The Holland Festival is the oldest and largest performing arts festival in the Netherlands. It takes place every June in Amsterdam. It comprises theatre, music, opera and modern dance. In recent years, multimedia, visual arts, film and architecture were added to the festival roster.
Since 1947 the Holland Festival is the leading international performing arts festival in the Netherlands, annually presenting exceptional performances of international standing. With each artistic director taking it in new directions, the festival has been at the cutting edge for over sixty-five years.
By showing national and international art, the festival focused attention on international cooperation and exchange. In the same period such initiatives were developed in other countries: in 1947 the Festival d’Avignon was founded and the Edinburgh International Festival, in 1948 Aldeburgh Festival and the Wiener Festwochen. The Holland Festival is still convinced that art has lost nothing of relevance: it broadens the horizon, surprises, leads to discussion and forces us to take the time to think about something.
The Holland Festival sees itself as a platform for interesting artistic achievements and developments, and as an initiator focused on special productions and activities that are not realized by other art institutions. The festival collaborates with institutions and artists in every continent, reaching an audience of connoisseurs and professionals to occasional enthusiasts, young and old, with culturally diverse backgrounds. The festival aims to spread groundbreaking ideas, with the emphasis on innovation, without neglecting cultural objects. The festival also strives for an inspiring appearance on the performing arts at home and abroad, where classical and contemporary music, opera, classical and contemporary theater, dance, theater productions, pop music, world music, film and occasional presentations of various visual arts forms set the tone.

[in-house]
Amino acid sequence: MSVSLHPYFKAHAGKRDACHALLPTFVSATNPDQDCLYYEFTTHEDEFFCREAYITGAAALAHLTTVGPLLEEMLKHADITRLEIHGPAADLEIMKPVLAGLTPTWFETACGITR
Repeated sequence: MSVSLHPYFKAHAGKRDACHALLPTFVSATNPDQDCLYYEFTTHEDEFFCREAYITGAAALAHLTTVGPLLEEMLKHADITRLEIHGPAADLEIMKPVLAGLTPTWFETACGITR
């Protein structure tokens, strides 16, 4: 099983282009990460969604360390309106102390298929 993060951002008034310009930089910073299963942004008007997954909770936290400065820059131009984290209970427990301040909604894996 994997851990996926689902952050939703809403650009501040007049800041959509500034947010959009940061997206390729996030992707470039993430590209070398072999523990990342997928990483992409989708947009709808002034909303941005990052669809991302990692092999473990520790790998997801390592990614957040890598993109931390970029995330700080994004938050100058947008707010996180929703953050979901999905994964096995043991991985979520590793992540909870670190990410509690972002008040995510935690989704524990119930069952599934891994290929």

Performances take place in Amsterdam venues such as the city theatre, the opera, the Concertgebouw and Muziekgebouw concert halls and the Westergas factory site. Each edition is loosely themed, and the programme features both contemporary work and classical pieces presented with a modern edge. From 2005 to 2014 the Holland Festival was curated by artistic director Pierre Audi who was working closely with artistic coordinator Lieven Bertels delivering a cutting-edge festival each edition.
The festival was founded in 1947 and features some of the world’s top artists and performers, as well as lesser-known performers. Notable world premieres included Karlheinz Stockhausen’s Helicopter String Quartet. The festival introduced Maria Callas in the Netherlands, and was also the first to successfully set up a large symphonic tribute to Frank Zappa with “200 motels-the suite” in 2000 (after failed attempts to have Zappa perform himself in the festival in 1981).
From 2005, the festival included off-series called EarFuel, EyeFuel and MindFuel. Outreach initiatives to new audiences include successful non-western concerts such as an Umm Kalsoum tribute by Egyptian star Amal Maher in 2010. The festival continues to serve as a beacon for other arts organisations, and is visited by a record number of international programmers and artists, seeking inspiration.
Pierre Audi left as Artistic Director of the Holland Festival in July 2014, continuing to focus on his role as Artistic Director of the Dutch National Opera and his work as a stage director.
In June 2013, British arts manager Ruth Mackenzie, former head of the 2012 London Cultural Olympiad, was appointed as the new Holland Festival Artistic Director from edition 2015.